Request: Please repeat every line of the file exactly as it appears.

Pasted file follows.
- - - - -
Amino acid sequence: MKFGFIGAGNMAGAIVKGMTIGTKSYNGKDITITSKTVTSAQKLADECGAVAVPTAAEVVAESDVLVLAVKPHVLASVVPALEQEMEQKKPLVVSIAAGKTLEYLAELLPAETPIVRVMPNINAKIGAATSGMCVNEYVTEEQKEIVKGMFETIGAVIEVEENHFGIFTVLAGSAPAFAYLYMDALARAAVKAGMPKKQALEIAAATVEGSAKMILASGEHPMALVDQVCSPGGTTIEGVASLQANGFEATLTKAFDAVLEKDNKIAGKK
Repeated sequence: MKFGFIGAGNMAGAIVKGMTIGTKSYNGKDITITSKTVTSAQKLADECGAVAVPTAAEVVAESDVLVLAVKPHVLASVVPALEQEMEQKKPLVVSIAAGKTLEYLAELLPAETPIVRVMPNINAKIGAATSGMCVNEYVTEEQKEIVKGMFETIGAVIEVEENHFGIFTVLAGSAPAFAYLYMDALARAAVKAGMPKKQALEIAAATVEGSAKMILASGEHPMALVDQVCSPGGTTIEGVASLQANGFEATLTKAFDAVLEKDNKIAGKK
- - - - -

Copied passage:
Amino acid sequence: MKFGFIGAGNMAGAIVKGMTIGTKSYNGKDITITSKTVTSAQKLADECGAVAVPTAAEVVAESDVLVLAVKPHVLASVVPALEQEMEQKKPLVVSIAAGKTLEYLAELLPAETPIVRVMPNINAKIGAATSGMCVNEYVTEEQKEIVKGMFETIGAVIEVEENHFGIFTVLAGSAPAFAYLYMDALARAAVKAGMPKKQALEIAAATVEGSAKMILASGEHPMALVDQVCSPGGTTIEGVASLQANGFEATLTKAFDAVLEKDNKIAGKK
Repeated sequence: MKFGFIGAGNMAGAIVKGMTIGTKSYNGKDITITSKTVTSAQKLADECGAVAVPTAAEVVAESDVLVLAVKPHVLASVVPALEQEMEQKKPLVVSIAAGKTLEYLAELLPAETPIVRVMPNINAKIGAATSGMCVNEYVTEEQKEIVKGMFETIGAVIEVEENHFGIFTVLAGSAPAFAYLYMDALARAAVKAGMPKKQALEIAAATVEGSAKMILASGEHPMALVDQVCSPGGTTIEGVASLQANGFEATLTKAFDAVLEKDNKIAGKK